Image of the week — chaos as galaxies collide

Antennae Galaxies

Antennae Galaxies. Image: Hubble/European Space Agency.

This image of the Antennae Galaxies, captured by the Hubble Space Telescope, shows these two spiral galaxies locked in a chaotic embrace.

The pair — also known as NGC 4038 and NGC 4039 — were once separate spiral galaxies similar to the Milky Way, but have been colliding for hundreds of millions of years. This violent collision causes stars to be thrown out of the galaxies, creating a streaming arc between the two. The galaxies get their name from the antenna-like projections of stars and gas which stream out into space.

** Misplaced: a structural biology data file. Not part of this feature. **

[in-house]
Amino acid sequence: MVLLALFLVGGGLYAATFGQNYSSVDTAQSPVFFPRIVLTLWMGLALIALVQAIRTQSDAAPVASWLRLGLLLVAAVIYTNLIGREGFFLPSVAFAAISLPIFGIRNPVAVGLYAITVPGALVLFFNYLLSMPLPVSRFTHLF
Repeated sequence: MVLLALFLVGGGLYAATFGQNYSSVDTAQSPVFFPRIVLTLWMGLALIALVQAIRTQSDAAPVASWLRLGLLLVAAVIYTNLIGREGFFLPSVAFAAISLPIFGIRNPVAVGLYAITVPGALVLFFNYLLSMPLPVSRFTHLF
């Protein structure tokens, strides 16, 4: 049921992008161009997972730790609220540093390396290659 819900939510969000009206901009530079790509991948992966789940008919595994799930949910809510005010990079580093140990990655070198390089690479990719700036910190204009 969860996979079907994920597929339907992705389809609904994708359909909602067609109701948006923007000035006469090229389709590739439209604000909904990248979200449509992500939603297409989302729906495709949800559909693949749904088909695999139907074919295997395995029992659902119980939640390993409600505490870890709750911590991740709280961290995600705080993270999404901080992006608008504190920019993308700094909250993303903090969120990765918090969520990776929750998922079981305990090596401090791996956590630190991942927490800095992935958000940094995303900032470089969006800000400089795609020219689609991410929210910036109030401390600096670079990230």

The clouds of pink and red gas surround the galaxies’ blue star-forming regions. The rate of star formation is so high that the Antennae Galaxies are said to be in a state of starburst, a period in which all of the gas within the galaxies is being used to form stars. This cannot last forever and neither can the separate galaxies; eventually the nuclei will coalesce, and the galaxies will form one large elliptical galaxy.

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